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Munro, Tom --- "Rituals of Retribution: Capital Punishment in Germany 1600 to 1987" [2000] AltLawJl 77; (2000) 25(4) Alternative Law Journal 204


Rituals of Retribution: Capital Punishment in
Germany 1600 to 1987

Richard J. Evans; Oxford University Press; 1996; $190.00 hardback.

This long and interesting book uses as its starting point, an account by John Taylor, an Englishman who was visiting Hamburg in August 1616, of the execution ritual for a prisoner who had murdered his young daughter with an axe. Taylor describes the religious ceremony which precedes the condemned man's punishment and then the process by which the murderer was tied down and a wagon wheel used to break all of the bones in his body. This process was known as being broken with the wheel.

Evans details the complete acceptance by I 7th century German society of such brutal punishments and the strong religious undertones attaching to the ceremonies during which the community exacted its retribution from perceived wrongdoers. The book provides fascinating insights into the role of the church in the death penalty throughout German history and explores the thinking that underpinned the church as one of the key supporters of the death penalty as a form of punishment.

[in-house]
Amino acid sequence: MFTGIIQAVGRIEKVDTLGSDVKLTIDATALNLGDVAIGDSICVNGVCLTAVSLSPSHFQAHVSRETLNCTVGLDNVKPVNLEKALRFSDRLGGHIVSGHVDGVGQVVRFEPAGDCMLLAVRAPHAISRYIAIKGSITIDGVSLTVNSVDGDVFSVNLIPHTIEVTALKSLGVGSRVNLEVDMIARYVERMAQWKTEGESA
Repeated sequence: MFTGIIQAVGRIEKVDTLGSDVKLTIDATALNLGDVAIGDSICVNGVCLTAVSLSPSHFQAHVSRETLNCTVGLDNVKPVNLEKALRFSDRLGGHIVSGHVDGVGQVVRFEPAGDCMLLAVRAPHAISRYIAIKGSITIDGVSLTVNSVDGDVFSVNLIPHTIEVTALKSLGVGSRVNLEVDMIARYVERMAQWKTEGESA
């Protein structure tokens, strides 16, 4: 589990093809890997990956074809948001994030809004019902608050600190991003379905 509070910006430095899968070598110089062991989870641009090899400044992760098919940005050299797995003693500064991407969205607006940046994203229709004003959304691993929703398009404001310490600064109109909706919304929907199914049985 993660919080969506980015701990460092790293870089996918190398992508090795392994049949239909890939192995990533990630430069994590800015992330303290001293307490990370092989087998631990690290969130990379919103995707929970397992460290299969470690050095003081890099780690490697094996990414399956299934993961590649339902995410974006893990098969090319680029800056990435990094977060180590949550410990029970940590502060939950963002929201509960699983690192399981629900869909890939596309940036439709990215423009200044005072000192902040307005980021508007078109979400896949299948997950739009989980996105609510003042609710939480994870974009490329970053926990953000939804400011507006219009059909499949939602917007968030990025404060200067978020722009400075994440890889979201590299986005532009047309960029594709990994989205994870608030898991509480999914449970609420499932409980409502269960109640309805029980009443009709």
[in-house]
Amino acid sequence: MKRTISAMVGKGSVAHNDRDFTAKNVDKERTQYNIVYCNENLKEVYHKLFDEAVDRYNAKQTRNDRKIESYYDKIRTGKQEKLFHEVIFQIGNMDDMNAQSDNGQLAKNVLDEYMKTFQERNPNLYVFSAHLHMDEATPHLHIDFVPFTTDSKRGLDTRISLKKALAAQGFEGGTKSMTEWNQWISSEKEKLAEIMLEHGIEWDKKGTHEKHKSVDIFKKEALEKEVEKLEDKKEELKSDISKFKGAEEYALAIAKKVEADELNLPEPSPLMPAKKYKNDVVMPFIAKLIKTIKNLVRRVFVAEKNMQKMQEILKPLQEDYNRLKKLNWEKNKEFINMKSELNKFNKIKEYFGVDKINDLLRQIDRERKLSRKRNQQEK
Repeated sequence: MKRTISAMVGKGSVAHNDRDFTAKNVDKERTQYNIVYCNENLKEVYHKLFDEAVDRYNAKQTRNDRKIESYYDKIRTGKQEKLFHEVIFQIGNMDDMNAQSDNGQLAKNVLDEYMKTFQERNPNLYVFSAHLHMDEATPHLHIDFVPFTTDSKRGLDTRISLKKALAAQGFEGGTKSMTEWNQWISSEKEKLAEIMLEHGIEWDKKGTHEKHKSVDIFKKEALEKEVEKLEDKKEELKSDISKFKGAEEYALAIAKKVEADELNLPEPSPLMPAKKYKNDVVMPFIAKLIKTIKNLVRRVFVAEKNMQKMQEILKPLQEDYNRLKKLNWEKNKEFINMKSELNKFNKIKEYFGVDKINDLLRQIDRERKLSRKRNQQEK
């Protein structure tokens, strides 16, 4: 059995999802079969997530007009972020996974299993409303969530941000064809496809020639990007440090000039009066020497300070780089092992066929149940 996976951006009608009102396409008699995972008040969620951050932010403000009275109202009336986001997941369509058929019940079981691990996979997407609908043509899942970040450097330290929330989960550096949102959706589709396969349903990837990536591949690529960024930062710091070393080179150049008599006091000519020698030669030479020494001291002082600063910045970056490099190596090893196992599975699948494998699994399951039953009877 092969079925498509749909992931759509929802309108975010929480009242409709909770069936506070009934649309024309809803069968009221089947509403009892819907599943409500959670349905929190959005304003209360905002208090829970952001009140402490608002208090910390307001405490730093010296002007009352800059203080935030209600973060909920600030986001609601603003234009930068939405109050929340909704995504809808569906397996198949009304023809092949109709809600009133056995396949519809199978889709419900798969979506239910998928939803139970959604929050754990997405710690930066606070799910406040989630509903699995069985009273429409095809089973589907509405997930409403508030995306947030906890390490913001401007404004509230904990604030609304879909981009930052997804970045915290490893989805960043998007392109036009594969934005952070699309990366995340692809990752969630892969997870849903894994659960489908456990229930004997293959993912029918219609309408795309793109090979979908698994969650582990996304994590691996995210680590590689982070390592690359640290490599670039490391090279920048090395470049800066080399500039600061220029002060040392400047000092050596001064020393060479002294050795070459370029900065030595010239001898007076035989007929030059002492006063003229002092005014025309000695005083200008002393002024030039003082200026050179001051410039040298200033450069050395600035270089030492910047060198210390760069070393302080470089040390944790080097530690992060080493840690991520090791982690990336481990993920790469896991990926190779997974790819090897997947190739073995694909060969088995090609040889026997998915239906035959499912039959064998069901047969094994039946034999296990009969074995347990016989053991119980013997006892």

Changes in attitudes towards the death penalty are considered by Evans to be matters of fashion. Rituals of Retribution shows why these attitudes have changed and the reason that Ger­ man society either supported or had concerns about the death penalty.

The sorts of forces which led to changes in the way the death penalty was perceived, were complex. Beccaria, one of the towering figures in the history of the issue in 1764, argued strongly that the basis of society was an agreement amongst its members and that the death penalty was at variance with such an agreement. His ideas formed the basis for liberal reformers and for a change in the way punishment was to be seen.